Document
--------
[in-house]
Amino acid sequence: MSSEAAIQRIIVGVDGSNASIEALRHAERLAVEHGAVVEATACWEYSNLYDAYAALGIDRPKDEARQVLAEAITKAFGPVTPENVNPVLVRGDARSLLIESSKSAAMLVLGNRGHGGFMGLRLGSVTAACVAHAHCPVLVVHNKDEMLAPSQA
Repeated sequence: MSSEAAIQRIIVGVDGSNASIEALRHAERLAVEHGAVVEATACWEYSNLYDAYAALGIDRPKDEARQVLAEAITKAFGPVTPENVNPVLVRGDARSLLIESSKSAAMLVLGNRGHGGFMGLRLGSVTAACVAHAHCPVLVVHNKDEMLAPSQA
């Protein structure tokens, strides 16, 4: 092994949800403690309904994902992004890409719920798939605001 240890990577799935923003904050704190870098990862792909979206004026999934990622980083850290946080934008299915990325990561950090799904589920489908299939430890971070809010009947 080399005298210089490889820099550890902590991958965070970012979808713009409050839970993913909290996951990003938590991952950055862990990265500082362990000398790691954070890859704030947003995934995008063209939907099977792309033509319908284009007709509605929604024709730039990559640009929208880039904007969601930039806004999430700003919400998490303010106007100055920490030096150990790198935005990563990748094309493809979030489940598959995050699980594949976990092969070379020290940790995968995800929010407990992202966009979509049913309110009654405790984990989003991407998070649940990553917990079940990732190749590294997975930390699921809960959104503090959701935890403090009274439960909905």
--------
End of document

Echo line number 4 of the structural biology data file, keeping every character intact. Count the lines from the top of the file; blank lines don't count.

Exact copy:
């Protein structure tokens, strides 16, 4: 092994949800403690309904994902992004890409719920798939605001 240890990577799935923003904050704190870098990862792909979206004026999934990622980083850290946080934008299915990325990561950090799904589920489908299939430890971070809010009947 080399005298210089490889820099550890902590991958965070970012979808713009409050839970993913909290996951990003938590991952950055862990990265500082362990000398790691954070890859704030947003995934995008063209939907099977792309033509319908284009007709509605929604024709730039990559640009929208880039904007969601930039806004999430700003919400998490303010106007100055920490030096150990790198935005990563990748094309493809979030489940598959995050699980594949976990092969070379020290940790995968995800929010407990992202966009979509049913309110009654405790984990989003991407998070649940990553917990079940990732190749590294997975930390699921809960959104503090959701935890403090009274439960909905």